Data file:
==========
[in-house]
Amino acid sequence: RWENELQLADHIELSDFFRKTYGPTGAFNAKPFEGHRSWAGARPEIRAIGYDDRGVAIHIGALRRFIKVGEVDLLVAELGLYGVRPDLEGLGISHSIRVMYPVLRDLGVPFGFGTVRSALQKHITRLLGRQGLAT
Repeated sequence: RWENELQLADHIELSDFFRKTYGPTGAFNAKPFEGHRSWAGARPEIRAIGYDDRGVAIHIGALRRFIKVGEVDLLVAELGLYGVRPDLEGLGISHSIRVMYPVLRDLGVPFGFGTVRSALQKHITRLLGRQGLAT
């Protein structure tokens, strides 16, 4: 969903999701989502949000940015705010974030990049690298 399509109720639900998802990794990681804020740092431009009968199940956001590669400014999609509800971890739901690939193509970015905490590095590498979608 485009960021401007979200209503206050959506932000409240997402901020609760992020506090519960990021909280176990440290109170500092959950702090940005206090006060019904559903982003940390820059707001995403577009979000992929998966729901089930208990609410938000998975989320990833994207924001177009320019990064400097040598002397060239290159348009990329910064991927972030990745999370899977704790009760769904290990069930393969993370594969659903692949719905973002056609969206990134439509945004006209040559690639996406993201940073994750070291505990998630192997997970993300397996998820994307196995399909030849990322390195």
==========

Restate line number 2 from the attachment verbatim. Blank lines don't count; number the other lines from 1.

Amino acid sequence: RWENELQLADHIELSDFFRKTYGPTGAFNAKPFEGHRSWAGARPEIRAIGYDDRGVAIHIGALRRFIKVGEVDLLVAELGLYGVRPDLEGLGISHSIRVMYPVLRDLGVPFGFGTVRSALQKHITRLLGRQGLAT